Published December 6, 2022
By Bill Bruton
Gil I. Wolfe, MD, SUNY Distinguished Professor and the Irvin and Rosemary Smith Chair of the Department of Neurology, is involved in trials of FcRn (neonatal FC receptor) antagonists that offer a new approach to treating myasthenia gravis (MG).
One of those drugs — efgartigimod — is now approved, and Wolfe and Nicholas J. Silvestri, MD, associate professor of neurology and assistant dean for student and academic affairs, have been using it successfully in patients.
“Myasthenia gravis is the first human disease to receive an FDA approval for this mechanism of action. To date, the trials of these agents, in general, have demonstrated that this mechanism of action can work effectively, quickly and safely in MG, providing us a new avenue of therapy that didn’t exist until last year.”
Wolfe is first author of a paper published in the Journal of the Neurological Sciences titled “IgG Regulation Through FcRn Blocking: A Novel Mechanism for the Treatment of Myasthenia Gravis” that documents the research.
FcRn is critical to maintaining immunoglobulin G (IgG) and albumin levels through rescuing these molecules from lysosomal degradation. IgG autoantibodies are associated with many autoimmune diseases, including MG, a rare neuromuscular autoimmune disease that causes debilitating and, in its generalized form (gMG), potentially life-threatening muscle weakness. IgG autoantibodies are directly pathogenic in MG and target neuromuscular junction proteins, causing neuromuscular transmission failure.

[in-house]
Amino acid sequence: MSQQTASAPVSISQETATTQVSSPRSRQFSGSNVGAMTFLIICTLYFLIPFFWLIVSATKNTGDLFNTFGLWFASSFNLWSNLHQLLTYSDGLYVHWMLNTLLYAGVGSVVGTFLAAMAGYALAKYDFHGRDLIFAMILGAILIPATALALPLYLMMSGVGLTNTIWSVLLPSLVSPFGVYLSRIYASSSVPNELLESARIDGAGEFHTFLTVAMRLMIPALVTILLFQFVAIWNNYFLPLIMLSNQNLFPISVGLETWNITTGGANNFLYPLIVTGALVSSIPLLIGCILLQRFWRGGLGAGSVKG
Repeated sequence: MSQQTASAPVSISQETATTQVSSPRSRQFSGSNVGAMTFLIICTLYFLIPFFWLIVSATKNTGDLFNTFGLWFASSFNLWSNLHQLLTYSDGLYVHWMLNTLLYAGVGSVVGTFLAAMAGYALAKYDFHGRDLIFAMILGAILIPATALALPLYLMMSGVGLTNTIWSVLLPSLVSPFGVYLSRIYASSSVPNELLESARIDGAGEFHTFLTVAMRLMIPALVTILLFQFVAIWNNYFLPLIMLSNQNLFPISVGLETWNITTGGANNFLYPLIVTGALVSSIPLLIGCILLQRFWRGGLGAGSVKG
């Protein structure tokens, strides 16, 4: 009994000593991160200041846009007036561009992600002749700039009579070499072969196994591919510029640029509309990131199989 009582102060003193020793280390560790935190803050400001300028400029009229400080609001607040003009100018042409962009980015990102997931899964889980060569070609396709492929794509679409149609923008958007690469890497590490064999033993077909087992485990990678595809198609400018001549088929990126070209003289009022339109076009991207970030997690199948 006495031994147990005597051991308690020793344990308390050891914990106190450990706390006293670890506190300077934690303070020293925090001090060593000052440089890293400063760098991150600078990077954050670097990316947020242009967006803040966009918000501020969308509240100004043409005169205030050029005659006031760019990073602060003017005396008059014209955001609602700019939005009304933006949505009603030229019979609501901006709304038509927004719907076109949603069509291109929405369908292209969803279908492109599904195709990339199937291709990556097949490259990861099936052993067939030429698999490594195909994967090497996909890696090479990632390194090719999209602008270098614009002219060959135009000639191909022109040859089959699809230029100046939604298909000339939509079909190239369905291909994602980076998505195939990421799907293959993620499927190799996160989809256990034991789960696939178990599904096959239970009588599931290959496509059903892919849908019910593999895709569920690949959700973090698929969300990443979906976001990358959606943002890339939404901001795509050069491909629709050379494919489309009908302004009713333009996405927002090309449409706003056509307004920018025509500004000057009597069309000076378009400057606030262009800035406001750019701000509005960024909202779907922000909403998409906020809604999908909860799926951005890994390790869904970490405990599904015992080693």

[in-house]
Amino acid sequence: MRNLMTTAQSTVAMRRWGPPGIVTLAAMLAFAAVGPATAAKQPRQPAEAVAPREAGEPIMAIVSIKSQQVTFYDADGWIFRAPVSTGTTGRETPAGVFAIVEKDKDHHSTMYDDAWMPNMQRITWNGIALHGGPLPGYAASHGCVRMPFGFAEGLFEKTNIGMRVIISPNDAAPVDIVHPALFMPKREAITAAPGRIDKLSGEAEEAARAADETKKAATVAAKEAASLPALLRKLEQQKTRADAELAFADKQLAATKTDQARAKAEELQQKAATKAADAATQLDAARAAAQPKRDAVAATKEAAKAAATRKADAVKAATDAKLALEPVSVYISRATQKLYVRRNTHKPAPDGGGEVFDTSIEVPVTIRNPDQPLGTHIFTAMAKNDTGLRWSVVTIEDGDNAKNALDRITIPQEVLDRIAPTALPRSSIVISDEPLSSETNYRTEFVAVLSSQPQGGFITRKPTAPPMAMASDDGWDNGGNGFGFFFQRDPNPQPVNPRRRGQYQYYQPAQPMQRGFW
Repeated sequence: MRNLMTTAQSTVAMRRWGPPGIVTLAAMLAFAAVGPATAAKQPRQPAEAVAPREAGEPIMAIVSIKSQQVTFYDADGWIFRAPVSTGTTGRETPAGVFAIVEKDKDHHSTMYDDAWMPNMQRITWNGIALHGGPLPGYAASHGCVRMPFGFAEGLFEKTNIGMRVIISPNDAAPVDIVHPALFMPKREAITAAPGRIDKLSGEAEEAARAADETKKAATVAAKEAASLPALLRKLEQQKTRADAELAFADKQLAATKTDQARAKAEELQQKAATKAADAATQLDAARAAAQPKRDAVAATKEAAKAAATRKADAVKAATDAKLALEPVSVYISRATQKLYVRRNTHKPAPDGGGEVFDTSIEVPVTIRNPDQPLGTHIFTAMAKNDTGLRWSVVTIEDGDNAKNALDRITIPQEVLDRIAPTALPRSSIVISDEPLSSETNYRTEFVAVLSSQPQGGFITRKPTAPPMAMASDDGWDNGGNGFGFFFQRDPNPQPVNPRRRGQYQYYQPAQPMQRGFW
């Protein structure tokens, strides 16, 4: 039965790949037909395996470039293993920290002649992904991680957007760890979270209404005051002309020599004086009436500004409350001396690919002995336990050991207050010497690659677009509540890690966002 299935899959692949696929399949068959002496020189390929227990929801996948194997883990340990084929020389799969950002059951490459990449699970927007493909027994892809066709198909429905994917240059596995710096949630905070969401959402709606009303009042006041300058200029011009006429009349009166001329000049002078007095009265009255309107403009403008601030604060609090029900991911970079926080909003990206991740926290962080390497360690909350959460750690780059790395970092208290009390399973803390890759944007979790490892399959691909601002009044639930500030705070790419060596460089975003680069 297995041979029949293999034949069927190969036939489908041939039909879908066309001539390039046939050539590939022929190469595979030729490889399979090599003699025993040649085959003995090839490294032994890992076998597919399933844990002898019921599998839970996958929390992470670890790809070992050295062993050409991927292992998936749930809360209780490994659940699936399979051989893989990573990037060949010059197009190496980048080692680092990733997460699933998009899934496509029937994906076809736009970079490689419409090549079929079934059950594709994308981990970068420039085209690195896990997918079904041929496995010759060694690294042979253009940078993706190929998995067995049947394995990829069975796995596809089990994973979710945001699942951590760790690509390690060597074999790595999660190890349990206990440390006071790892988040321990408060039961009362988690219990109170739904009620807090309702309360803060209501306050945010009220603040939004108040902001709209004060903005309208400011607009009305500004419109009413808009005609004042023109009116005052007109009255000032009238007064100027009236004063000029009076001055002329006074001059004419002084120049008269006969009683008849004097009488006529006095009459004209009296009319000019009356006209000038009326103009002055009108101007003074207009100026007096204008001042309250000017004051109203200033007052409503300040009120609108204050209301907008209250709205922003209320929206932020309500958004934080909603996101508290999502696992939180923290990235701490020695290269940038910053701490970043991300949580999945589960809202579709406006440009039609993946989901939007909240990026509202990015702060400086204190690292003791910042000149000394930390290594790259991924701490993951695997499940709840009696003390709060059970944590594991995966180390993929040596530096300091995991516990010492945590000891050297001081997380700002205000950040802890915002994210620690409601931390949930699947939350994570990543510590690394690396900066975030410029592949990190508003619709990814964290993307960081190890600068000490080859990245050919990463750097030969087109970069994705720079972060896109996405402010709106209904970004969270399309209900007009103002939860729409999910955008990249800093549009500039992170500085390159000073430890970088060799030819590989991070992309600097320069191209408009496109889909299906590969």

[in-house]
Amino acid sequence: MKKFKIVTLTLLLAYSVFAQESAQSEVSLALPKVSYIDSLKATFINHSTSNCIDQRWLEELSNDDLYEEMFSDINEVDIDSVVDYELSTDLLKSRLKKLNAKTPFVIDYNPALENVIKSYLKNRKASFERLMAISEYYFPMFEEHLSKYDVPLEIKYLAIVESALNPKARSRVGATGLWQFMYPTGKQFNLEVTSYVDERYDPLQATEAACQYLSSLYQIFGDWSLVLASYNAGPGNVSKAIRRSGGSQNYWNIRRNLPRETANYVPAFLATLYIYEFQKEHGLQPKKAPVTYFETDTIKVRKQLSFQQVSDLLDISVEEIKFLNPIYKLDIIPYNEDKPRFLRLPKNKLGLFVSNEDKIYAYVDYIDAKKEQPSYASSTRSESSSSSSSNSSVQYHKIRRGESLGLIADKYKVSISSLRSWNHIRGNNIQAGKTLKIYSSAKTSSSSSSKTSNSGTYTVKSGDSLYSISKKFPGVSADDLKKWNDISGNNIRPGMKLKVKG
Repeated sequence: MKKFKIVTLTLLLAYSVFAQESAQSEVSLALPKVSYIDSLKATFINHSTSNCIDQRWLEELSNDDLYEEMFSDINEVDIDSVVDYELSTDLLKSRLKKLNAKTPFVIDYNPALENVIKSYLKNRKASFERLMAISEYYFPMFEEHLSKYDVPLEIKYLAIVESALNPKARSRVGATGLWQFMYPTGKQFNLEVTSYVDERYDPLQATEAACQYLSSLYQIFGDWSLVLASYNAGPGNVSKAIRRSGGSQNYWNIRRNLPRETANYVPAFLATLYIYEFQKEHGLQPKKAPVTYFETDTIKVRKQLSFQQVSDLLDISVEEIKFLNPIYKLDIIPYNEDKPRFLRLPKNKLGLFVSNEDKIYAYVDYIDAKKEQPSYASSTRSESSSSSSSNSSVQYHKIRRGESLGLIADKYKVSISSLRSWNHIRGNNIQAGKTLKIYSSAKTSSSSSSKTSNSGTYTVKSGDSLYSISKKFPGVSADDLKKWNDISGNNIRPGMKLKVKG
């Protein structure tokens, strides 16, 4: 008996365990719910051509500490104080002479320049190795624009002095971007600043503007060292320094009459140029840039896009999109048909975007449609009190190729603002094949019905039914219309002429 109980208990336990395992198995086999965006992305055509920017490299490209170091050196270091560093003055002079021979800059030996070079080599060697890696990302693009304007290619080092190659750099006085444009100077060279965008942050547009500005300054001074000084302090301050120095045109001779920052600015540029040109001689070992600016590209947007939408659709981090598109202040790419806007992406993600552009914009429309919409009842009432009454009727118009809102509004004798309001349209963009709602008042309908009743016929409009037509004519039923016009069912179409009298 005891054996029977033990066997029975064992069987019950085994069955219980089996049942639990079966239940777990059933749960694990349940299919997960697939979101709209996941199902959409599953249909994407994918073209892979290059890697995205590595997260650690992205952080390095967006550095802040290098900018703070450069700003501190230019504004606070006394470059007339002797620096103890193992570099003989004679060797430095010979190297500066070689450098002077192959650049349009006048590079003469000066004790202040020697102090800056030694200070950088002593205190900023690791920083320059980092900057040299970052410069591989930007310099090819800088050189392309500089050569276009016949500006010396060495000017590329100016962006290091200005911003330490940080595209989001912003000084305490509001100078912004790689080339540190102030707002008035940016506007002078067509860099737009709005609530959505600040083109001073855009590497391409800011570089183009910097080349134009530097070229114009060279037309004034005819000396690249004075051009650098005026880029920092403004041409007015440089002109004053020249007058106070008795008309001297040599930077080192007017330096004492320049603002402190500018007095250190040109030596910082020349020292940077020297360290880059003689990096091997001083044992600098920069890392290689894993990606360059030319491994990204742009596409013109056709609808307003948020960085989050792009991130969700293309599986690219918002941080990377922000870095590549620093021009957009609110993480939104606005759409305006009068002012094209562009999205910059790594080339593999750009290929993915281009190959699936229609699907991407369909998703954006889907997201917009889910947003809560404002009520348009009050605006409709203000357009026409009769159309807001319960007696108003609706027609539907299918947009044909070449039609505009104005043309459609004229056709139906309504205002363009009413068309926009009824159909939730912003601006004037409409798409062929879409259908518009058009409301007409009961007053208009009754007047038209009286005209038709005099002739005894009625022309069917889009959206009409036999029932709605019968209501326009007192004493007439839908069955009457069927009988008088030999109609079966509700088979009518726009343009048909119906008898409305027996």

“What this new avenue of therapy provides is a pharmaceutical approach to prominently reduce IgG — it’s not a big procedure like plasma exchange, that requires large-bore catheters and so forth,” Wolfe says. “There’s a lot of interest across many mid-sized to larger-sized pharmaceutical companies, because there are so many diseases that are mediated by IgG.”
“This pharmaceutical approach basically does the same thing as much more invasive procedures: It reduces IgG very quickly and very significantly — by 70 percent — really within days,” Wolfe adds. “This approach has potential applicability across a wide range of immunological disorders both in neurology and beyond.”
Wolfe, named a State University of New York Distinguished Professor — the highest faculty rank in the SUNY system — earlier this year, is an internationally renowned leader in neuromuscular diseases, with a primary focus on MG.
“Myasthenia gravis is really the vanguard disease. For the first time in decades, MG is putting into place a therapy that can have broad implications across many, many human diseases,” Wolfe says. “It’s nice to see the disease I focus on the most having that type of position. We’re informing the potential of therapy for a lot of other diseases, both inside and outside neurology.”